Tyldwick - Five of Staves

BodhiSeed

In the "fives" of all the suits is the challenge of being human. In the Staves, it represents a clash of how to get things done. This image includes a shield and five javelins, which might seem dire until you notice the painting on the shield. It shows Greek wrestlers participating as athletes in the ancient Olympic games. Javelin throwing was also part of the games - whoever hurled it further (as long as it landed tip-first) was the winner. The object of these games was not to kill and destroy your opponent, but to best him athletically. In the same way, this card indicates we must prove ourselves by offering the best option or argument for getting something done. The Greek Olympians chose to wear no clothes as they competed; this facet suggests that we should not be motivated by a hidden agenda if we hope to succeed.
ETA: I forgot to mention the chair with its stack of books. It brings to mind the argument over knowledge vs. experience. Would you rather have a surgeon just out of med school who knows all the latest procedures but who's never done a surgery on his own, or an older doctor whose done thousands of surgeries but may not be up on all the latest techniques?
 

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upawell

ETA: I forgot to mention the chair with its stack of books. It brings to mind the argument over knowledge vs. experience. Would you rather have a surgeon just out of med school who knows all the latest procedures but who's never done a surgery on his own, or an older doctor whose done thousands of surgeries but may not be up on all the latest techniques?

Can anything be made of the chair itself? It has no backing, so you see through it -- to the staves/javelins. I'm not familiar with furniture and antiques so I'm not sure if this is even unusual. But I would imagine it would be most uncomfortable to be seated in it (once the books have been removed).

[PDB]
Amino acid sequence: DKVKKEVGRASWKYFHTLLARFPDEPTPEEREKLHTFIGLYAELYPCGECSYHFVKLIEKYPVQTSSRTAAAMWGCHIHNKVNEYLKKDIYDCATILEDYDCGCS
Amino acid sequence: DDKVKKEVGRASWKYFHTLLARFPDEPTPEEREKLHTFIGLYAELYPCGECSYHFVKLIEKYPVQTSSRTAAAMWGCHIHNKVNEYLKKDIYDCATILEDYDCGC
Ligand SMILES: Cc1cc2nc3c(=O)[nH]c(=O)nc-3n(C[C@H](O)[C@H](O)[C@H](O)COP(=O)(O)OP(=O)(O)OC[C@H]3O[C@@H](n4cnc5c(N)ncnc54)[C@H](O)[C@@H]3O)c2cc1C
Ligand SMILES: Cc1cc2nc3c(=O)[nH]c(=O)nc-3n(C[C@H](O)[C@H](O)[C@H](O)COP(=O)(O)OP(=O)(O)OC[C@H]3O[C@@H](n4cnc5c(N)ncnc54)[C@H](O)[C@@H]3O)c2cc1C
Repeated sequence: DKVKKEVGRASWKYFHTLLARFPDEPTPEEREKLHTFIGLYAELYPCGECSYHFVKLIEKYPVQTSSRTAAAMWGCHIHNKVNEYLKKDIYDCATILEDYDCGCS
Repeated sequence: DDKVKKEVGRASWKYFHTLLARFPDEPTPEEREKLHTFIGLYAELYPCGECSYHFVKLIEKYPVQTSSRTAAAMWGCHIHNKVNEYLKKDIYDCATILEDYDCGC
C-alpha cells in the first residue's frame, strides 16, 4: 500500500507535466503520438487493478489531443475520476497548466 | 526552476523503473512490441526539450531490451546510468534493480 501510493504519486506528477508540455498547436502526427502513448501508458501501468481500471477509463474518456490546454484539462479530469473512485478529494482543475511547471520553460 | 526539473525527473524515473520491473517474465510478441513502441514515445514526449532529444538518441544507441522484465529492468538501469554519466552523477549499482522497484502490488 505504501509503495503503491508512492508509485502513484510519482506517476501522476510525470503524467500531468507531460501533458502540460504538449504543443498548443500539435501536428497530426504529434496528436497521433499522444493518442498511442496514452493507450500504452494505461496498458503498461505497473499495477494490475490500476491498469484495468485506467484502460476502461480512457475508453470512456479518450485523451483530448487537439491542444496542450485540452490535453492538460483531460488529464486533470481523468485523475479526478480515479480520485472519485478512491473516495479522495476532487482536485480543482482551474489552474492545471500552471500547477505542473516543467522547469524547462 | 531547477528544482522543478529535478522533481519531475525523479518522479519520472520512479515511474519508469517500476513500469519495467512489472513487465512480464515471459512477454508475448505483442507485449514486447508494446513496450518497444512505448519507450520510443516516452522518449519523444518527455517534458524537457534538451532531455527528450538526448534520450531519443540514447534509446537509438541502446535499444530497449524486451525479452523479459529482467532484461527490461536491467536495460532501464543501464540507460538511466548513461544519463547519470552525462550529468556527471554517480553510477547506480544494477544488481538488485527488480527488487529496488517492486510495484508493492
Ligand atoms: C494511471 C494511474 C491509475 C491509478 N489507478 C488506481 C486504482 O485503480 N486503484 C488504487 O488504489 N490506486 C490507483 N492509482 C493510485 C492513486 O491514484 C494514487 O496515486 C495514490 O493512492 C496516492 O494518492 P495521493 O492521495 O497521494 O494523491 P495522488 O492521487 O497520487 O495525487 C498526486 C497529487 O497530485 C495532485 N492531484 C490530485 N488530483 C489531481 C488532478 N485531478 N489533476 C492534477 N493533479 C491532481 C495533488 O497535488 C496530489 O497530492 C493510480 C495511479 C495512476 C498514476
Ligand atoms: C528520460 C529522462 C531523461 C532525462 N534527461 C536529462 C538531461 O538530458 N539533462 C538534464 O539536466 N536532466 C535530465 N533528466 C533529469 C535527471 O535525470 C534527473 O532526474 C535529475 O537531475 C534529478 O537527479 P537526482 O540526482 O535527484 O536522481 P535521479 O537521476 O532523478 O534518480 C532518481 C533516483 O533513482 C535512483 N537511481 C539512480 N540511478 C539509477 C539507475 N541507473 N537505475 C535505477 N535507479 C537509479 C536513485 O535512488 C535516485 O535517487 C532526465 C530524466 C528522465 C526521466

BodhiSeed

Can anything be made of the chair itself? It has no backing, so you see through it -- to the staves/javelins. I'm not familiar with furniture and antiques so I'm not sure if this is even unusual. But I would imagine it would be most uncomfortable to be seated in it (once the books have been removed).

It does look unfinished, doesn't it? As if they were re-upholstering it and forgot to put the back on. Could be what they are arguing about. :D But it does remind me of meditating; teachers often suggest students sit (even in a chair) without the aid of a back rest. It is supposed to keep them more alert so they don't fall asleep. I can certainly see how being awake and alert would be useful here!
 

upawell

But it does remind me of meditating; teachers often suggest students sit (even in a chair) without the aid of a back rest. It is supposed to keep them more alert so they don't fall asleep. I can certainly see how being awake and alert would be useful here!

That is an excellent point! One must be awake to become aware of conflicts, and moreso if they hope to work through them.
 

Tyldwick

Outside the context of the deck I might assume this card belonged to the suit of swords! It's a good point that javelins can be used for athletic competition and not only gladiatorial combat (although any conflict may feel like life or death depending on the circumstances).

Within the deck the red on top brings the Hermit to mind. Red (fire) is sprinkled throughout the suit of staves but most strongly in this card with its solid band of color. Looking at them side-by-side reminds me of a quote from Seneca: "A sword by itself kills nobody, but it is a weapon in the killer's hands." Another reminder of the innocuous nature of the javelins as inanimate objects, and how tools have different uses depending on the intent of the bearer.
 

Ienne

Five of Staves

Oh, great point, Tyldwick. As I went shuffling for The Hermit, The Emperor popped up. I love that card because I am obsessive about how my own books are kept. :) All three cards have something bold, red and learned going on. (How can anyone not love this deck?)